ESMIG welcomes the European Commission’s package of energy and climate legislative proposals, published on 14 July 2021, aiming to put the EU on track to deliver on the Green Deal, reaching the EU’s target to cut GHG emission by 55% and producing 40% of our energy from renewable sources by 2030.
We strongly support the EU’s agenda towards climate neutrality by 2050 and addressing climate change in building a modern, resource efficient and competitive economy. Smart energy solutions are a key driver of the green transition, empowering consumers to play an active role in the system.
At ESMIG, we will continue our work supporting the ongoing implementation of the Clean Energy Package and European Green Deal initiatives, endorsing the deployment of green technology solutions, and ensuring that the energy system becomes smarter and more efficient.
As part of the package, we welcome the ambitious revision of the Energy Efficiency Directive (EED), an essential element to achieve higher GHG reductions by 2030. The ‘Energy Efficiency First’ principle is key to decarbonise the energy system. In this context, the increased EU binding energy efficiency target for final and primary consumption, as well as indicative national energy efficiency, are indespensable.
Smart energy solutions play an essential role in achieving the energy efficiency targets. Smart meters enable consumer empowerment and measuring, thus managing consumption patterns. We regret that the Commission’s proposal for the EED review missed the opportunity to fully recognise the value of smart meters to achieve the ambitious 2030 climate and energy objectives, closing loopholes that avoid the deployment and/or use of smart meters. We ask to improve the enabling framework for energy management by clarifying article 9 of the 2018/2019 directive, still subject to interpretation and leading to uncertainty. This is of particular importance to ensure the participation of end-users in Europe’s future smart energy system.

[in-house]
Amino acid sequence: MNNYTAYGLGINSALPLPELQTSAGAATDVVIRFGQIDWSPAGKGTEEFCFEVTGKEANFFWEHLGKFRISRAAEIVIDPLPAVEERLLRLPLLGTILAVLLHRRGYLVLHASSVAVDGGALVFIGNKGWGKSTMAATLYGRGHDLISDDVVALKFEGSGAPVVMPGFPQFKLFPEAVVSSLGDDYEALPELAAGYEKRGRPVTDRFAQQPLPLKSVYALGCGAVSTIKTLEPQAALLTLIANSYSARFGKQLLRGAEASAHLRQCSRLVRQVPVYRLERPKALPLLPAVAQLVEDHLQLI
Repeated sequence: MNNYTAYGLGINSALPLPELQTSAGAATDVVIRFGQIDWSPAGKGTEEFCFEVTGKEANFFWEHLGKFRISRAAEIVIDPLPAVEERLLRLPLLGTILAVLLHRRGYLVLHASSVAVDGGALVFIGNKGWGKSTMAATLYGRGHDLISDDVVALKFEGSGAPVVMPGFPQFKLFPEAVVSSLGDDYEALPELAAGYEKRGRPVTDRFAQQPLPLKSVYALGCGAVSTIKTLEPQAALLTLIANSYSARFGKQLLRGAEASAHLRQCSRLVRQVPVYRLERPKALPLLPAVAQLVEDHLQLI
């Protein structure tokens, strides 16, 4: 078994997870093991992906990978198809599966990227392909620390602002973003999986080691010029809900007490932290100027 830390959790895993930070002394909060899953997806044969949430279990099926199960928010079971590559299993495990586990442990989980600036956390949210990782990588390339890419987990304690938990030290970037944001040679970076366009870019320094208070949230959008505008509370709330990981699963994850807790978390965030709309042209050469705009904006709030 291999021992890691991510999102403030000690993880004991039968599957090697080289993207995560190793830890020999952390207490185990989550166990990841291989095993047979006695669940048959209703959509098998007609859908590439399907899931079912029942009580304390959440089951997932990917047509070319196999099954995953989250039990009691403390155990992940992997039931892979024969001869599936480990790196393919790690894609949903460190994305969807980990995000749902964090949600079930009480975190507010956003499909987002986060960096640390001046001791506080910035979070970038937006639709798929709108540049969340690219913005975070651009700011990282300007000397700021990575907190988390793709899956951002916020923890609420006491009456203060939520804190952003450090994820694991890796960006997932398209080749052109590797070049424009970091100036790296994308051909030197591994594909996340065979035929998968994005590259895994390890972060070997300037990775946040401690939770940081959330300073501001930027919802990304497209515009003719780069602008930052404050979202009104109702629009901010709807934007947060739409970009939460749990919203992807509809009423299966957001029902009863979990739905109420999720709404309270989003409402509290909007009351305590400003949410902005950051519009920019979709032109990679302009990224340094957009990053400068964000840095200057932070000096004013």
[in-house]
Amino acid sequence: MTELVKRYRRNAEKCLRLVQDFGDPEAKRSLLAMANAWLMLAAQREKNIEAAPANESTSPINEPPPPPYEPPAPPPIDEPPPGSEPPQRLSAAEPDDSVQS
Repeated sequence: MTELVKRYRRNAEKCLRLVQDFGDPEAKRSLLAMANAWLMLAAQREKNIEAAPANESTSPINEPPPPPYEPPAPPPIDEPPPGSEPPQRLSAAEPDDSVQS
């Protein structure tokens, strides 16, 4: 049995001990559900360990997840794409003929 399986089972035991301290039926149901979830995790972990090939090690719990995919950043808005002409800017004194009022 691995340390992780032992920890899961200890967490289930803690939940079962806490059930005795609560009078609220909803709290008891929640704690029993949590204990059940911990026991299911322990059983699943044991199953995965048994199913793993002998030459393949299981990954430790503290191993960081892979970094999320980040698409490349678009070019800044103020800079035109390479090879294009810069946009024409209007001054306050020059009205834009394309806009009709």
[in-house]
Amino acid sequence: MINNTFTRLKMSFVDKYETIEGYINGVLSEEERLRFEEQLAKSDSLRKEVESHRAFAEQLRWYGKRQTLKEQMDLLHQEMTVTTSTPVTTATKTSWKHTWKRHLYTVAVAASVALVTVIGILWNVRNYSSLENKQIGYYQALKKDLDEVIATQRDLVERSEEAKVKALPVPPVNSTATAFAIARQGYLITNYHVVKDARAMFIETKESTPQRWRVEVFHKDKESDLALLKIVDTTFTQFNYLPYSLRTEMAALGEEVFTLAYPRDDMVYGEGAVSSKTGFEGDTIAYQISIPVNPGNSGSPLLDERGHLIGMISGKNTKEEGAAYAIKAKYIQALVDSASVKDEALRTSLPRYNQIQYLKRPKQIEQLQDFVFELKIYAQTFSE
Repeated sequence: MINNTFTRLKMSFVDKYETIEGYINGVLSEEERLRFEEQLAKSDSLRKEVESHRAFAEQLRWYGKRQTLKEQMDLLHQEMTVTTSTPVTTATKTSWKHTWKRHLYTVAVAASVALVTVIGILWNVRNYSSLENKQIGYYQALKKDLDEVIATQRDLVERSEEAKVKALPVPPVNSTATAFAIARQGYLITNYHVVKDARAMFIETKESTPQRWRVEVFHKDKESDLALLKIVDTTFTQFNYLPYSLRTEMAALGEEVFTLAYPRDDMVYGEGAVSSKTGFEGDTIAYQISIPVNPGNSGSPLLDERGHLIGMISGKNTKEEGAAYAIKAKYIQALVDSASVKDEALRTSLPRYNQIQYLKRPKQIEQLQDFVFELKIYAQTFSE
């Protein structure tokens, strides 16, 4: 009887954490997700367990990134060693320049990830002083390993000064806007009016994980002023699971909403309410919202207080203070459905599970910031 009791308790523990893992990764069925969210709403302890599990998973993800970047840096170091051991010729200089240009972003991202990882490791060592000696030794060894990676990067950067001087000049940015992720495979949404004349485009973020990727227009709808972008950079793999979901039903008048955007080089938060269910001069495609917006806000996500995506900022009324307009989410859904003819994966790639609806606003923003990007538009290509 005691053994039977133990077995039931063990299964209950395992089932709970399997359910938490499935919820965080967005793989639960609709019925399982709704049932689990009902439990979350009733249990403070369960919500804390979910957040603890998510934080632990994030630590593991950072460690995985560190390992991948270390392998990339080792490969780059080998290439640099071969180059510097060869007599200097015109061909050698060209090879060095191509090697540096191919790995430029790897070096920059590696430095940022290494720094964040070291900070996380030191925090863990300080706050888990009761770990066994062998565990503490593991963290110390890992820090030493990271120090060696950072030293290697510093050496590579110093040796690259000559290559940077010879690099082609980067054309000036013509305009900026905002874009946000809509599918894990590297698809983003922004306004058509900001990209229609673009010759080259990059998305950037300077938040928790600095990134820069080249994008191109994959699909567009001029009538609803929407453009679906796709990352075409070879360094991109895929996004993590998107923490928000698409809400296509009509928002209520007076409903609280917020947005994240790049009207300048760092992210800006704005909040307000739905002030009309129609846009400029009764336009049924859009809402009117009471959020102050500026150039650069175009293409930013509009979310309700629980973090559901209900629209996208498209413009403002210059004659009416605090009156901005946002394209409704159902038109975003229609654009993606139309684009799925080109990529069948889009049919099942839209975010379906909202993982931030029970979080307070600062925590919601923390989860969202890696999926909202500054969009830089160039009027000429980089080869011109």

Finally, we also welcome the revision of the Alternative Fuels Infrastructure Directive. Member States need to be encouraged that the recharging of EVs at publicly accessible recharging stations, where technically feasible and economically reasonable, make use of smart metering systems. All publicly accessible, normal power recharging points must be capable of smart charging.